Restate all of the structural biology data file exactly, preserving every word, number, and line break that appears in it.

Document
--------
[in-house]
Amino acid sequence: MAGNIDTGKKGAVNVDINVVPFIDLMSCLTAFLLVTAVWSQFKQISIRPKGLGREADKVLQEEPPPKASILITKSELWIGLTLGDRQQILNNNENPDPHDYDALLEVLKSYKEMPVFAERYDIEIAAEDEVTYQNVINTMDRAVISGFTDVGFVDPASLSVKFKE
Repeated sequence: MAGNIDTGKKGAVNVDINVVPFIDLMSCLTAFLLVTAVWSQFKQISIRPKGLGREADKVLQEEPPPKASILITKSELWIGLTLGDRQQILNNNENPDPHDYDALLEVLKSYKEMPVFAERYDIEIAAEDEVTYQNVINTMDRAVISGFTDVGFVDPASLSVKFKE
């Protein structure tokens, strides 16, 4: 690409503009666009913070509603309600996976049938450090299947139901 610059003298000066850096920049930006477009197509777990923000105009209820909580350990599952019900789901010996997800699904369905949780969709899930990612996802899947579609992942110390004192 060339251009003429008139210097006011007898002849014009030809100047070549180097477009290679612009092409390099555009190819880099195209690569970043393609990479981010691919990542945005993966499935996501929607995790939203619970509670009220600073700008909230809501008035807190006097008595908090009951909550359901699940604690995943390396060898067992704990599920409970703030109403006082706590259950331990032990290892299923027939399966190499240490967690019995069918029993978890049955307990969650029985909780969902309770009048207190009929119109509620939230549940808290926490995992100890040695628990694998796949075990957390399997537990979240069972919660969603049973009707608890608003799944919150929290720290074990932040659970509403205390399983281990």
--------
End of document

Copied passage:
[in-house]
Amino acid sequence: MAGNIDTGKKGAVNVDINVVPFIDLMSCLTAFLLVTAVWSQFKQISIRPKGLGREADKVLQEEPPPKASILITKSELWIGLTLGDRQQILNNNENPDPHDYDALLEVLKSYKEMPVFAERYDIEIAAEDEVTYQNVINTMDRAVISGFTDVGFVDPASLSVKFKE
Repeated sequence: MAGNIDTGKKGAVNVDINVVPFIDLMSCLTAFLLVTAVWSQFKQISIRPKGLGREADKVLQEEPPPKASILITKSELWIGLTLGDRQQILNNNENPDPHDYDALLEVLKSYKEMPVFAERYDIEIAAEDEVTYQNVINTMDRAVISGFTDVGFVDPASLSVKFKE
């Protein structure tokens, strides 16, 4: 690409503009666009913070509603309600996976049938450090299947139901 610059003298000066850096920049930006477009197509777990923000105009209820909580350990599952019900789901010996997800699904369905949780969709899930990612996802899947579609992942110390004192 060339251009003429008139210097006011007898002849014009030809100047070549180097477009290679612009092409390099555009190819880099195209690569970043393609990479981010691919990542945005993966499935996501929607995790939203619970509670009220600073700008909230809501008035807190006097008595908090009951909550359901699940604690995943390396060898067992704990599920409970703030109403006082706590259950331990032990290892299923027939399966190499240490967690019995069918029993978890049955307990969650029985909780969902309770009048207190009929119109509620939230549940808290926490995992100890040695628990694998796949075990957390399997537990979240069972919660969603049973009707608890608003799944919150929290720290074990932040659970509403205390399983281990």